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Share your audits, surveys and research projects

The Society is committed to advancing research for patient benefit and has created this area to enable members to engage in each other’s research surveys, audits and projects, and promote collaboration. 

If you would like to advertise your work here and receive valuable input from other members, please complete the application form and email it to research@endocrinology.org. 

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In order to evaluate your application, the data that you submit via this form will be shared with the relevant Endocrine Network Convenors, staff working for the Society for Endocrinology and its Clinical Committee. We will store your data securely and only authorised personnel will be able to access it.

 

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Share your views

Take part in the surveys below and help your colleagues gather important feedback from the endocrine community to improve patient care.

Live surveys, audits and projects

Lead author: Sherwin Criseno
Lead Institution: University Hospitals Birmingham NHS Foundation Trust
Deadline: 22 July 2022
Queries to:
Sherwin.criseno@uhb.nhs.uk

This online survey will provide useful information on the current practice of endocrine clinicians in the UK of offering rhGH treatment discontinuation in adults with GHD who have been on long-term replacement therapy. It will also determine the willingness of endocrine clinicians in the UK to take part in a future large-scale RCT.

COMPLETE SURVEY ONLINE

Lead authors: Niki Karavitaki, Ross Hamblin and Athanasios Fountas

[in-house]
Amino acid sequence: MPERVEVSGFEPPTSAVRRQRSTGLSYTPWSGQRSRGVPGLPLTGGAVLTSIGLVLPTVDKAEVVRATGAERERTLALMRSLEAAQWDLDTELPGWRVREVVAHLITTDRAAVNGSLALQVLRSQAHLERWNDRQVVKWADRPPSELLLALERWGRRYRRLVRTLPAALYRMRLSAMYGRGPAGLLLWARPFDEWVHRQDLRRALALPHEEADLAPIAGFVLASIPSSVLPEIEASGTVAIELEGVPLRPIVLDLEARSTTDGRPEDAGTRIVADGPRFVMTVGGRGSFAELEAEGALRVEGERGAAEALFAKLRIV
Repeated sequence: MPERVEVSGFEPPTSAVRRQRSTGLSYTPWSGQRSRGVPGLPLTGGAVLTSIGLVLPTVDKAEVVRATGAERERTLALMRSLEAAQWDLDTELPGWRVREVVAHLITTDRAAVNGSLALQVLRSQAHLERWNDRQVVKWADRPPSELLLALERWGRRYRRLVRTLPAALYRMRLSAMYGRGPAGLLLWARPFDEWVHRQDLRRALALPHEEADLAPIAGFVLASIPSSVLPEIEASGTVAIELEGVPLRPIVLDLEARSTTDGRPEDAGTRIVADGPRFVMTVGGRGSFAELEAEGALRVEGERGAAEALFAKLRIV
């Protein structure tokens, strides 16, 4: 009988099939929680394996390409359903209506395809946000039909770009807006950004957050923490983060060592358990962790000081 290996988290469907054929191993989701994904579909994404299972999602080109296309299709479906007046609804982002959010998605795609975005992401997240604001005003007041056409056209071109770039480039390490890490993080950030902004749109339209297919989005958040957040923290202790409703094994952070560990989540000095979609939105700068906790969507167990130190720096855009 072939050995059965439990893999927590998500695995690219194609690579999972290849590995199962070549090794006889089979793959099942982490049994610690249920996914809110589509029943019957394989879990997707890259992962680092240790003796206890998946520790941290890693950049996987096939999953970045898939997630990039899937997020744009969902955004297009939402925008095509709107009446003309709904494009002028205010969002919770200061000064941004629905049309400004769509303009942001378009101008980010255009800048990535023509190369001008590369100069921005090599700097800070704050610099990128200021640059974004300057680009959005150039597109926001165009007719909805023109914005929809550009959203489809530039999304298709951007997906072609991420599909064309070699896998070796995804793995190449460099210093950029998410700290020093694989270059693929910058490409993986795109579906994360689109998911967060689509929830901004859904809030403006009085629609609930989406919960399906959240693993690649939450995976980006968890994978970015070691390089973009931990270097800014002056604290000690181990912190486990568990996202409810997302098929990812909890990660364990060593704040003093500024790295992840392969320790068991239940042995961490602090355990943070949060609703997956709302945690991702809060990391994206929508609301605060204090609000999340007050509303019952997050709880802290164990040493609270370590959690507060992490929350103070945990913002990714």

Lead Institution: Birmingham
Deadline: ongoing
Responses to: 
Clinical@endocrinology.org

The advances and expansion in the availability of radiological investigations have led to an increase in the detection of incidental pituitary lesions. The majority are non-functioning pituitary microadenomas and referrals for their assessment are becoming more frequent in endocrine clinical practice. Evidence-based data on the most optimal initial assessment, as well as on the safe and cost-effective follow-up are scarce and, therefore, extent of investigation, frequency and length of monitoring remain unclear. This survey will help identify whether management strategies differ significantly amongst clinicians.

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Archive

Lead authors: Jon Franklin
Lead Institution: Warwick Medical School
Deadline: 14 May 2022
Queries to: jonathan.franklin@warwick.ac.uk

This study will explore endocrinologists’ conceptions of sex and gender and how these affect the care of transgender patients.

The two Warwick medical students conducting the survey are looking for clinicians at any stage of training to participate in a short, online interview at a time of their convenience.

Much more attention is now focussed on this topic, from both professionals and the lay public, and this survey aims to investigate the preparedness of the endocrine community to provide appropriate care.

With many more patients seeking gender-affirming medical treatment and GIDs referrals, for non-gender-conforming children, nearly doubling over the last five years, endocrinologists play a crucial—and expanding—role in the care of transgender patients. Several American and Canadian studies have assessed endocrine trainees’ and primary care physicians’ confidence in transgender health, but there is a lack of scholarship on UK endocrinologists’ understanding of transgender issues.

The survey is a short (30-minute) online interview, exploring ideas of sex and gender variance and fluidity, and how these conceptions may affect preparedness to treat transgender patients.

The survey opens on 1 March and runs until 14 May.

Lead authors: Richard Quinton & Helen Turner
Lead Institution: Newcastle-upon-Tyne Hospitals, Royal Victoria Infirmary
Deadline: 1 May 2022
Queries to: 
Richard.Quinton63@protonmail.com

Optimisation of sex hormone replacement is essential in the long-term management of patients who are hypogonadal due to primary or secondary hypogonadism. However, approaches to formulation of therapy, dose change (if any), monitoring for adequacy of therapy and safety are not standardised. The aim of this survey is to establish the spectrum of management across the UK.